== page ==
Since the Government published their Green Paper seeking thoughts on whether trustees should be able to change indexation from RPI to CPI, the outcome of a case involving Thales’ scheme has shown that RPI is still widely considered as an appropriate index.
The Court was asked to give a decision on whether changes to the composition of RPI, the index used by trustees in revaluation of CARE section salaries and for determining increases to certain pensions in payment, had materially changed such that a different index could be used.
According to the scheme’s rules, “the nearest alternative” index to RPI could be used if RPI ceased to be published or was materially changed. Similarly the trustees could determine a basis for increases to certain pensions in payment if RPI “is revised to a new base or if that Index is otherwise altered”.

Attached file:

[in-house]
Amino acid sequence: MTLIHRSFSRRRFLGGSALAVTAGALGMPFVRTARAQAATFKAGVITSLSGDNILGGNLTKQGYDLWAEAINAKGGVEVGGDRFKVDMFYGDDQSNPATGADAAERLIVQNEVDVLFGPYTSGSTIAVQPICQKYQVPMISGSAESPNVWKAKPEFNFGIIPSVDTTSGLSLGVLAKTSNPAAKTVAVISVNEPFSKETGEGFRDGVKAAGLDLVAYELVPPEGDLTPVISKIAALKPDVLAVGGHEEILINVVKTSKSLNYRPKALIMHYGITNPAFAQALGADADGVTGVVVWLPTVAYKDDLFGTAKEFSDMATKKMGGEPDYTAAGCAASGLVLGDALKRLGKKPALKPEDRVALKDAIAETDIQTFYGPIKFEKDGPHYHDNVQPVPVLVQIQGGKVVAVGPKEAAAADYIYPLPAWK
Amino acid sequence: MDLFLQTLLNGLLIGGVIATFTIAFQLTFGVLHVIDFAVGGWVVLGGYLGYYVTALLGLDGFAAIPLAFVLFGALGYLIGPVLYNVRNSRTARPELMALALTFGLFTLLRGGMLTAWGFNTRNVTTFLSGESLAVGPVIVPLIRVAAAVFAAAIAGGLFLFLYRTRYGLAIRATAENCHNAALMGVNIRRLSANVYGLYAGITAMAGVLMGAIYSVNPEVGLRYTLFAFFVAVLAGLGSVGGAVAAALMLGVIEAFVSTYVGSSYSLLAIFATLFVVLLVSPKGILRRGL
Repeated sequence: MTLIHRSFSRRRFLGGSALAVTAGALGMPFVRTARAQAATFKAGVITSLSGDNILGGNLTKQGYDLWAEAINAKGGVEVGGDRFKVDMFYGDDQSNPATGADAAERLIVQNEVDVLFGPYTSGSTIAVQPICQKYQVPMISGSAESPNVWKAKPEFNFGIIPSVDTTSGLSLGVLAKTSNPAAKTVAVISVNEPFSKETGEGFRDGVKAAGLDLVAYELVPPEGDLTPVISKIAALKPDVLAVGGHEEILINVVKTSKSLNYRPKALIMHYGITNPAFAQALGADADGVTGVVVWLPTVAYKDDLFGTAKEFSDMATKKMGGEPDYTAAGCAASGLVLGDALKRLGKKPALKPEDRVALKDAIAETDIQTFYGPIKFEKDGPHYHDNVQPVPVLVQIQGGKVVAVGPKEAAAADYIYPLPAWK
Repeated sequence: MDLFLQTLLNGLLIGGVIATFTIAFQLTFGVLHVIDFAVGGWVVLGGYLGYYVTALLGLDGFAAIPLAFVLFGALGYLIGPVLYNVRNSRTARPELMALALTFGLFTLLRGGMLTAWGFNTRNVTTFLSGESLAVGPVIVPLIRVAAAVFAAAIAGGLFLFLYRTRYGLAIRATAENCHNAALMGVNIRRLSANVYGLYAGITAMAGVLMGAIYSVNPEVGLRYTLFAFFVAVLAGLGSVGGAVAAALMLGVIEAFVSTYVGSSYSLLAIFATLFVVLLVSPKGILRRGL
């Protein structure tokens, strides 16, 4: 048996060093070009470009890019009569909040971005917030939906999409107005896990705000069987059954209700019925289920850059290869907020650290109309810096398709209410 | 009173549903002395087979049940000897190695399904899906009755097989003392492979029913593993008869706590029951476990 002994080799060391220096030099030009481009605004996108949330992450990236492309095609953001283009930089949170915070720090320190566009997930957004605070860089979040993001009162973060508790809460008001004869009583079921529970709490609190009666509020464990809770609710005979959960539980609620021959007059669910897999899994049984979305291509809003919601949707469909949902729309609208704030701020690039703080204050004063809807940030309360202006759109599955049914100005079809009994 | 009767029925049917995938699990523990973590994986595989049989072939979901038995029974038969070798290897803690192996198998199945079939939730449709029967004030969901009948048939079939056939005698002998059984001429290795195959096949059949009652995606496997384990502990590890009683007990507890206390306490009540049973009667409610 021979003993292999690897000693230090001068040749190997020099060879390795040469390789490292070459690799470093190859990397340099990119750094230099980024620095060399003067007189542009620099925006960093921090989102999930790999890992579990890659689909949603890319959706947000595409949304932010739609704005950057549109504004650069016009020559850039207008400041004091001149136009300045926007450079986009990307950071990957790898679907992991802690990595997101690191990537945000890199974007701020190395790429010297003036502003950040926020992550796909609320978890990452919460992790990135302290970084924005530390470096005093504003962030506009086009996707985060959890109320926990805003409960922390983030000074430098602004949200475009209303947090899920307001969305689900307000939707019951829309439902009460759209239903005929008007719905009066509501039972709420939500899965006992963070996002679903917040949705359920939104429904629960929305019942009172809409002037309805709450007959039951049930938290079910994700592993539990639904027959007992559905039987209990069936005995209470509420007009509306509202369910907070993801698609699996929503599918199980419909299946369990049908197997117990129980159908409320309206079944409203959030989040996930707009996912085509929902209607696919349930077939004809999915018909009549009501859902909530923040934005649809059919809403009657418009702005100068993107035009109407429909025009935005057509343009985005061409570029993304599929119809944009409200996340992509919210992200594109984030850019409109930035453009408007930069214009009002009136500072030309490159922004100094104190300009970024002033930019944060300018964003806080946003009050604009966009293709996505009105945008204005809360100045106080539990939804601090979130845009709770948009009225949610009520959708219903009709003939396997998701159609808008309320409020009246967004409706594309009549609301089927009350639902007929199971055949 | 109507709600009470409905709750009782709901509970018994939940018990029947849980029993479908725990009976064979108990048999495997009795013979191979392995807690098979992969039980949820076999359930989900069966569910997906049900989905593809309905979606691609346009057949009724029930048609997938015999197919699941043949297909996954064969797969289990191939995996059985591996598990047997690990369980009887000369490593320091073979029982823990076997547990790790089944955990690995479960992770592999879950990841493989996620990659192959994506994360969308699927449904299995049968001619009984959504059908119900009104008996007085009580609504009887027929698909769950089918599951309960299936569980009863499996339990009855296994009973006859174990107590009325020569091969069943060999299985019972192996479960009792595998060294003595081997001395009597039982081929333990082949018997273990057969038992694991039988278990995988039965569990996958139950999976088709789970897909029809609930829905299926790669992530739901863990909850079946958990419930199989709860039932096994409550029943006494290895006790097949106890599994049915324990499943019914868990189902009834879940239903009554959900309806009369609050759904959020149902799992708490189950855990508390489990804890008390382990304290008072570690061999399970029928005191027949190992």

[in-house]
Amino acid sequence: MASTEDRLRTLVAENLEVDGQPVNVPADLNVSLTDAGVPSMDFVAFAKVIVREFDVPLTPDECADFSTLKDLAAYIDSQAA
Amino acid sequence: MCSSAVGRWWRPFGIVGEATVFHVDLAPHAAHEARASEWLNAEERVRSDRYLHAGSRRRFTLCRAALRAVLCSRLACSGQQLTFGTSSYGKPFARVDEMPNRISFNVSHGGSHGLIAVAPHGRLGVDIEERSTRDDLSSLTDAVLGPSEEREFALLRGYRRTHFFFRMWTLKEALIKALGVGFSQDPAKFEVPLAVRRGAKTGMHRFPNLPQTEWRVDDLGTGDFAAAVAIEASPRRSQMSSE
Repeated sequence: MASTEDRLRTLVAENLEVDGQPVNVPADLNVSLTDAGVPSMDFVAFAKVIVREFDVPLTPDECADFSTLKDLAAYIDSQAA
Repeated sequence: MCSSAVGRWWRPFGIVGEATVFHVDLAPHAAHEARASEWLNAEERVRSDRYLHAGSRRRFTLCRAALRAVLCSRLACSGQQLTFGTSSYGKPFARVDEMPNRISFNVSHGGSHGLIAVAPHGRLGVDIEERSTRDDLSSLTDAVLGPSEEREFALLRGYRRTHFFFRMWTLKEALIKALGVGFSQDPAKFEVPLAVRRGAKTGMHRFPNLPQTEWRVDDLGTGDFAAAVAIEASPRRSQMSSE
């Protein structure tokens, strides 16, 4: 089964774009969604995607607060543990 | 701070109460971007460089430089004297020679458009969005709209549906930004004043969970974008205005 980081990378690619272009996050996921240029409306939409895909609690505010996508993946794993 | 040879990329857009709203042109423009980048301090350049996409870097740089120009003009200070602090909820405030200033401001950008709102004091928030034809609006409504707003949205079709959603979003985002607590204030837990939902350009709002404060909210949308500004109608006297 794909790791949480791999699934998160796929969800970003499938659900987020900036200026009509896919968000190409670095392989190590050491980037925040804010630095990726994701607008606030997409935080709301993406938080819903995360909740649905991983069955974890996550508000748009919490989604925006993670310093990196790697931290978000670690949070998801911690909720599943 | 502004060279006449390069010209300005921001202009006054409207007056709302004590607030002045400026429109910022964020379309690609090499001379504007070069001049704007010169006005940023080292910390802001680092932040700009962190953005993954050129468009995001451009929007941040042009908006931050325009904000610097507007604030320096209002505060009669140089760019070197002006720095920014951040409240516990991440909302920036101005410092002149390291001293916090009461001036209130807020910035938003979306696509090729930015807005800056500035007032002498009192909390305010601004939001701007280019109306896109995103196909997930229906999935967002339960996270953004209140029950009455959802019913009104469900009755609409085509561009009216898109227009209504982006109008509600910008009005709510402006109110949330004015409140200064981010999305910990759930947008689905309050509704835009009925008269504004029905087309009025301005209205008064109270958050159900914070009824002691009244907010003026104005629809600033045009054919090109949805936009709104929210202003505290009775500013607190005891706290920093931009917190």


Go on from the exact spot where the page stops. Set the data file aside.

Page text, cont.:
The judge held that the “nearest alternative” index is in fact RPI and should therefore continue to be employed by the trustees.
The decision demonstrates that:
- proper interpretation of a scheme’s governing documents remains key and that an alternative index “cannot be adopted simply because it is perceived as a ‘better’ index”
- both RPI and CPI can be held to achieve the objective of protecting pensions in payment against the effect of price inflation
- despite increasing claims that CPI is the more appropriate index to use in determining pension increases, RPI is still widely used and may continue to be considered appropriate.
The full decision contains a useful summary and method of RPI and CPI calculation.